You might want to revisit the first post I wrote about Jane’s clothes. There you can see that she was fond of a certain color palette – browns, beiges, warm tans, and dusty roses. In this new bunch of clothes you will see that Jane, even as a teen, knew what she liked.

I’ve spent a lot of time looking at catalogs and magazines from the 1940s in order to get a clear picture of when each garment was worn. All of the garments that I acquired from the estate date from around 1944 through 1952, with the great majority of them dating to 1946 or 47. Also, most of the clothes from that time have her name label sewn into them. When Julia and I looked at and discussed this, we thought maybe she had sewn in the labels for college. But she would have been only 15 or 16 when most of these clothes were fashionable. Maybe she did a stint as a camp counselor and that would explain the labels.

Another thing I used to help with dating was the measure of the waistline of the clothing. Jane was not a small girl, and most of the shorts and skirts have a waist measurement of around 30 inches. But a couple of the pieces, like the dress above, are smaller.

I’ll admit that this piece is a bit of a puzzle. One of the things that make the collection so great is that most ensembles have all the pieces present. I’m pretty sure that this dress must have had a pair of matching bloomers as it is pretty short. I found a reference to 1946 playsuits in a Life magazine article that showed similar sets, but this one is is a bit smaller than her other things from 1946 and 47.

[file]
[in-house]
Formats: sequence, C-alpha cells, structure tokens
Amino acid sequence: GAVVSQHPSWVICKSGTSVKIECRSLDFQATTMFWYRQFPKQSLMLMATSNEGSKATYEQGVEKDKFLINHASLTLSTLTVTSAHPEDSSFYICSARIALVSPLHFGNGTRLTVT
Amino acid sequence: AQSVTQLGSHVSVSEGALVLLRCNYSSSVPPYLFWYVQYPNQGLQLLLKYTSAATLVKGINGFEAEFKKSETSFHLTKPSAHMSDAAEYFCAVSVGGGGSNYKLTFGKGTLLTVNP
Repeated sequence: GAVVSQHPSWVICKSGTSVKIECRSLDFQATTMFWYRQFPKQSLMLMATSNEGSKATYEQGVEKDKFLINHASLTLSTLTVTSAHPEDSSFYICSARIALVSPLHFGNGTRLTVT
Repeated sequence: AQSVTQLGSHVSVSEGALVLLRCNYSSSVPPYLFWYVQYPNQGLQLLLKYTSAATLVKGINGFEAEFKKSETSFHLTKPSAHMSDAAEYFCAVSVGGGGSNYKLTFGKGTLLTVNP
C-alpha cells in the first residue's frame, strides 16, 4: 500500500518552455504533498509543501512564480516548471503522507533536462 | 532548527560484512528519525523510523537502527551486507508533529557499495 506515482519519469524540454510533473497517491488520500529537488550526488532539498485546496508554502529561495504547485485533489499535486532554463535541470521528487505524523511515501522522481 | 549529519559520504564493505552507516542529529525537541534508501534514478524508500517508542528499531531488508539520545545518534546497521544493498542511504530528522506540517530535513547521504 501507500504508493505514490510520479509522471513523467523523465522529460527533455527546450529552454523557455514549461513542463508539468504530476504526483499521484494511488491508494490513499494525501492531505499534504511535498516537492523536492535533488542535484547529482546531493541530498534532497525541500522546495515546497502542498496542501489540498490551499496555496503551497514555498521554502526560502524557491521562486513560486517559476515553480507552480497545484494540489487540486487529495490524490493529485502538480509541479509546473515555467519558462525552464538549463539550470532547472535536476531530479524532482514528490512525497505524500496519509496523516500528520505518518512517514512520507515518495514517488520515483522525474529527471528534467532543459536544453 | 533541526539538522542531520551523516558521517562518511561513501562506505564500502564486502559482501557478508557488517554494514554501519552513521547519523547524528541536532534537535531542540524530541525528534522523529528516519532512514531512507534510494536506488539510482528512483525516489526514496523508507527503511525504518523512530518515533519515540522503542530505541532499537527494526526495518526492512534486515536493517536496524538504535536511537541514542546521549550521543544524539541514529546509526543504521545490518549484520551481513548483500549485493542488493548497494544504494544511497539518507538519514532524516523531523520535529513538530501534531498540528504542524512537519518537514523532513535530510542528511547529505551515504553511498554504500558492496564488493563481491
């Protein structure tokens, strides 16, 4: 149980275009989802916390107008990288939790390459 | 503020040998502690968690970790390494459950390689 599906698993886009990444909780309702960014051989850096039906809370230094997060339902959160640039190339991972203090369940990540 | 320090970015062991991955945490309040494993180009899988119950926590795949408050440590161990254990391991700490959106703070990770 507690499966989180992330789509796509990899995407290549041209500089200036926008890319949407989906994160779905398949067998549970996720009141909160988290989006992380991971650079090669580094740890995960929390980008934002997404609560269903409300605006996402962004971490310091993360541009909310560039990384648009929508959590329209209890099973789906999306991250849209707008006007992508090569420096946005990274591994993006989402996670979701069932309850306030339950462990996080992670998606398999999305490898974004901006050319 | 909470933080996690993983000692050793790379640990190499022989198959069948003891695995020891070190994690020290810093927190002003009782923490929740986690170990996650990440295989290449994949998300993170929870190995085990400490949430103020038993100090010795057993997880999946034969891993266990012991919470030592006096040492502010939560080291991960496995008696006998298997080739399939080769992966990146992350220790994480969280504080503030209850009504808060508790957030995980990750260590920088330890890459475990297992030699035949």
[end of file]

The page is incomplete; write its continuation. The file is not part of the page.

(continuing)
Still I bought this, even without the bloomers, because, honestly, who could resist this back?

Another set that is a bit smaller, but that fits right in with postwar fashion trends is this bathing suit. It is made of woven rayon, and the skirt has built-in rayon panties. Note the style of the bra, as we’ll be seeing that again.

This bathing suit has an interesting label, but there is not a name label. Does anyone know of Beau Jardin Cie?

These two pieces are rayon, and both were exactly the sort of thing one would find for sale in 1946 and 47.

Bare midriffs were popular, and were shown off in tied shirts and cute bra tops. This illustration is from Montgomery Ward, 1946.

Just so you would know that Jane did thrown in a bit of blue from time to time. These are the same shorts as above.

This swimsuit is probably from 1946 or 47 as well. It’s from Cole of California, and I’ve found quite a few similar ones online, but not the exact suit. The front is rayon jersey, but the back is Lastex, a textile that involved wrapping rayon around a rubber thread. It wasn’t available during WWII, and the maker, the United States Rubber Company announced its availability in the spring of 1946. And notice how the style of the bra is so similar to the ivory and black one above.

Here’s a similar style From Montgomery Ward, 1946.

Here’s a great playsuit. It has a pretty strong shoulder line, and little pads for emphasis.

And yes, there is a matching skirt, all in Jane’s favorite colors.

I’m almost ashamed to post this photo as it is just too awful, but you do need to see this great pair of breeches. They are a brown and beige twill, and I’ve paired them with a Jantzen Khara fleece sweater.